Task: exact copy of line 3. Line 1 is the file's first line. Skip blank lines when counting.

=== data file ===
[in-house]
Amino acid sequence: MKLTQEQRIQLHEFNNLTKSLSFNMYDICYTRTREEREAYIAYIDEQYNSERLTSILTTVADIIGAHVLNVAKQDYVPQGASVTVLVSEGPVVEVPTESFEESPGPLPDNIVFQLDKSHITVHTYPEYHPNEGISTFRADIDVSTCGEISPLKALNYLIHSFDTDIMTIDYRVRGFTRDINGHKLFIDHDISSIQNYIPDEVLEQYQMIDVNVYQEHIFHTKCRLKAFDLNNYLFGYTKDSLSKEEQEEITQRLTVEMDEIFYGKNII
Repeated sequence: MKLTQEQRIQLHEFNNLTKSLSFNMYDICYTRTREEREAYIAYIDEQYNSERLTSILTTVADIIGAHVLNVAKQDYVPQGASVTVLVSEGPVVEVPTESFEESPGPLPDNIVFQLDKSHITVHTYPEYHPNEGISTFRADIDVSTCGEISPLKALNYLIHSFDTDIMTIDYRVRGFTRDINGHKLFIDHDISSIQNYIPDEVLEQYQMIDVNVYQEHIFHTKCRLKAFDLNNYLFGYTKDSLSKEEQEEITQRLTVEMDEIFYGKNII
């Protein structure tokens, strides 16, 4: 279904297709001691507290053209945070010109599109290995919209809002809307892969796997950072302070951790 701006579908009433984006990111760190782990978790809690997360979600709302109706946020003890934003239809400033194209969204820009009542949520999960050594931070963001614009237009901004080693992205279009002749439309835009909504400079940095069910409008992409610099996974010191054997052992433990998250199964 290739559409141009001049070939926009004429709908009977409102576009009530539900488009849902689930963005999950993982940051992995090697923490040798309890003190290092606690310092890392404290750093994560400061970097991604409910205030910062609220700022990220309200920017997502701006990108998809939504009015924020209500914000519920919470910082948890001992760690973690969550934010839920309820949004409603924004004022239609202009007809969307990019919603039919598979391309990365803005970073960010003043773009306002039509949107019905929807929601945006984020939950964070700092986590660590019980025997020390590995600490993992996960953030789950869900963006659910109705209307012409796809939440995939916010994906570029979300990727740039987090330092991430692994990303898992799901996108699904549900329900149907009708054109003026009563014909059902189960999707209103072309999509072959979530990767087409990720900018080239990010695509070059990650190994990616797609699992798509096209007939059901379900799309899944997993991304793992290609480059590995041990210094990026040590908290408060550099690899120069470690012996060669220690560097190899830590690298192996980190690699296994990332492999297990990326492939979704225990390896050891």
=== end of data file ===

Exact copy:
Repeated sequence: MKLTQEQRIQLHEFNNLTKSLSFNMYDICYTRTREEREAYIAYIDEQYNSERLTSILTTVADIIGAHVLNVAKQDYVPQGASVTVLVSEGPVVEVPTESFEESPGPLPDNIVFQLDKSHITVHTYPEYHPNEGISTFRADIDVSTCGEISPLKALNYLIHSFDTDIMTIDYRVRGFTRDINGHKLFIDHDISSIQNYIPDEVLEQYQMIDVNVYQEHIFHTKCRLKAFDLNNYLFGYTKDSLSKEEQEEITQRLTVEMDEIFYGKNII